Quercetin belongs to a class of water-soluble plant pigments called flavonoids. Quercetin can be found in onions, apples, green tea, and black tea. Smaller amounts are found in leafy green vegetables and beans.
What it does
- Anti-inflammatory: Quercetin inhibits the release of histamine by influencing two enzymes involved in its release from mast cells. It also decreases prostaglandins which are the chemicals of inflammation.
- Pain Reliever: Compared to aspirin, quercetin has been found to relieve pain and stiffness naturally, whilst fortifying connective tissue. Unlike many glucocorticoids and drugs, quercetin does not cause damage to the gastrointestinal wall.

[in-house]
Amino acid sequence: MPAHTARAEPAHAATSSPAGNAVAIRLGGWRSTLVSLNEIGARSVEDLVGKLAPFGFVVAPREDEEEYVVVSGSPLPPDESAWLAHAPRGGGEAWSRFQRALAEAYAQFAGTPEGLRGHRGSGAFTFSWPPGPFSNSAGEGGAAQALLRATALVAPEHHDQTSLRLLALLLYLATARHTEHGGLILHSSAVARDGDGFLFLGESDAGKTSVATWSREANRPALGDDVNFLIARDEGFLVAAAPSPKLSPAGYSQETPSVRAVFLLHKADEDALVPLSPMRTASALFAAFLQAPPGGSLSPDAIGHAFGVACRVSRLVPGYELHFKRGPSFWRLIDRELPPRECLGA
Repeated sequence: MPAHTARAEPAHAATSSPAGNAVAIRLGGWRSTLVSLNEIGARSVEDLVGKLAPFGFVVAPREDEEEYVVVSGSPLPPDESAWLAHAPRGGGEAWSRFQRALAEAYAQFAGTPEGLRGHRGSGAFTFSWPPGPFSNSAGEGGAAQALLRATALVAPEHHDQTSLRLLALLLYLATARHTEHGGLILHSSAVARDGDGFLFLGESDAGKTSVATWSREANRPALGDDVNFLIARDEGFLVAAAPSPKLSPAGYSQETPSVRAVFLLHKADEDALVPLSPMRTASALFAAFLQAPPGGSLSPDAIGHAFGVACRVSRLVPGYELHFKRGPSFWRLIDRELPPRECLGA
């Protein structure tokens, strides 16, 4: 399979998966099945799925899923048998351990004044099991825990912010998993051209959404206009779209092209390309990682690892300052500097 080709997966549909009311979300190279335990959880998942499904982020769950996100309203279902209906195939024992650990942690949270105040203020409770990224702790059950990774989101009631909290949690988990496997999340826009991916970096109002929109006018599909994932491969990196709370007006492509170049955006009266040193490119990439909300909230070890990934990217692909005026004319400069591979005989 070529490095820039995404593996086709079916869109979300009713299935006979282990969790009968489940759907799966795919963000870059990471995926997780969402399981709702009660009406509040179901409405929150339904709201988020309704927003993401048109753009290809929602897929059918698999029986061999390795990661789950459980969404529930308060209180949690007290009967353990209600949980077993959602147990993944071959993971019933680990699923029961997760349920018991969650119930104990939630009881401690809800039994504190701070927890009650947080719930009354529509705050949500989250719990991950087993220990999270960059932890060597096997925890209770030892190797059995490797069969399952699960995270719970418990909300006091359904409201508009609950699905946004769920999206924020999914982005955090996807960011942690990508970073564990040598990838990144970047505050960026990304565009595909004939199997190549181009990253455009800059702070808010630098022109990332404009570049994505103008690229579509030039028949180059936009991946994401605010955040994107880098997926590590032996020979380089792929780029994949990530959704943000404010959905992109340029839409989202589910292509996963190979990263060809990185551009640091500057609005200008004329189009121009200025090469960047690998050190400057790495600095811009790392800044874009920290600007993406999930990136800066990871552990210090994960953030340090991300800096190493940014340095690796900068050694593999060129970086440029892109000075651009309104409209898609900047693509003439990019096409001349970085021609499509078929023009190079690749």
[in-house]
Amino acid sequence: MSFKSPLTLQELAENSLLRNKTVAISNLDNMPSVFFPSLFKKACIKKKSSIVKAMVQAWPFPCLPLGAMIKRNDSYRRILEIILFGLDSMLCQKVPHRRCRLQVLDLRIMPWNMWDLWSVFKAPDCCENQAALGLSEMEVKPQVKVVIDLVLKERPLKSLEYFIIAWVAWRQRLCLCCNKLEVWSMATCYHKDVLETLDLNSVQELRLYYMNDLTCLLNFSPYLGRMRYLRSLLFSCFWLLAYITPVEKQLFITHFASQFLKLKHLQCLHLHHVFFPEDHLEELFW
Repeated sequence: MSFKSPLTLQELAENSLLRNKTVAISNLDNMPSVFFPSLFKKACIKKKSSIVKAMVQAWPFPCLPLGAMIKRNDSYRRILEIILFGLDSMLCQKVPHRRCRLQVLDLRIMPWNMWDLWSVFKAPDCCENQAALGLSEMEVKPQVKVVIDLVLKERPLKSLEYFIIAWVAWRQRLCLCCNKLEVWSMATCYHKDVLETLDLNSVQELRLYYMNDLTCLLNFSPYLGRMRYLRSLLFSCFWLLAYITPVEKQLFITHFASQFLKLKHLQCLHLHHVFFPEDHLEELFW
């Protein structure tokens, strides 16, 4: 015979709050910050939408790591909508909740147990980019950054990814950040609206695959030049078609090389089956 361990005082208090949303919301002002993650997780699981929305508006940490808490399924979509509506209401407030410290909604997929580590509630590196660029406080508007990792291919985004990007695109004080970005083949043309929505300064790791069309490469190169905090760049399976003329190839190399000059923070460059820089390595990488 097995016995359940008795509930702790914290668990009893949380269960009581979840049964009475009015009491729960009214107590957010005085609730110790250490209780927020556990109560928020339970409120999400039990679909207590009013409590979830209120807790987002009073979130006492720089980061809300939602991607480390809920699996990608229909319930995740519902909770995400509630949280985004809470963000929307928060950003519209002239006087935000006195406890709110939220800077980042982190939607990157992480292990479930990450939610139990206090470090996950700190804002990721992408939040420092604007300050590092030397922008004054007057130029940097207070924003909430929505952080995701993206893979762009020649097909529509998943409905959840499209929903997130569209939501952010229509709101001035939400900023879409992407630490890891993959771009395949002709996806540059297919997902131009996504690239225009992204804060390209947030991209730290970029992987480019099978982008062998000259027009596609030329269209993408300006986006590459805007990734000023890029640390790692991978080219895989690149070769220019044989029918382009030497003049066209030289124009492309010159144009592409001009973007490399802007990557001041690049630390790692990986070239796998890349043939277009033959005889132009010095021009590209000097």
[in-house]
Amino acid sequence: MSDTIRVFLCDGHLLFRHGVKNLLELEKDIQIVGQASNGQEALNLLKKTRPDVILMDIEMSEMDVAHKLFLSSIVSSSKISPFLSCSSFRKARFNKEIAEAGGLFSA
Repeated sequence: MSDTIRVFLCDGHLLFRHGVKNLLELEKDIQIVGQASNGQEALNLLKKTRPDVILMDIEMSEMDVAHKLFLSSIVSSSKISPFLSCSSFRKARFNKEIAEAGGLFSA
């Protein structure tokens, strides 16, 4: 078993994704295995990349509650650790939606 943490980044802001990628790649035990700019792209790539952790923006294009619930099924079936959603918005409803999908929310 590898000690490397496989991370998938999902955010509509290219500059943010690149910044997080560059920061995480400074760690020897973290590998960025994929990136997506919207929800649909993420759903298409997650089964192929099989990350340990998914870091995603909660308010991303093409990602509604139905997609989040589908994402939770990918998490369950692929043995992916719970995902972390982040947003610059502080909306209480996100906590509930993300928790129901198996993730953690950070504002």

- Allergies: Quercetin inhibits the release of histamine reducing the production of inflammatory prostaglandins involved in the allergic response.
- Anti-Viral: Quercetin works by interfering with enzymes that breakdown the protective protein coat of a virus, preventing replication and infection. Quercetin has been shown to stunt the growth of the Herpes virus.
- Collagen Strengthener: As a bioflavonoid, quercetin is helpful in supporting collagen structures and preventing collagen destruction.
- Antioxidant: Quercetin scavenges oxygen radicals and inhibits the harmful effect of oxidation of LDL cholesterol. It is also protective to Vitamin C in the body.
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If you take the blood pressure drug felodipine it is best to avoid using quercetin supplements.
Generally, there are no side effects or contra-indications from using quercetin.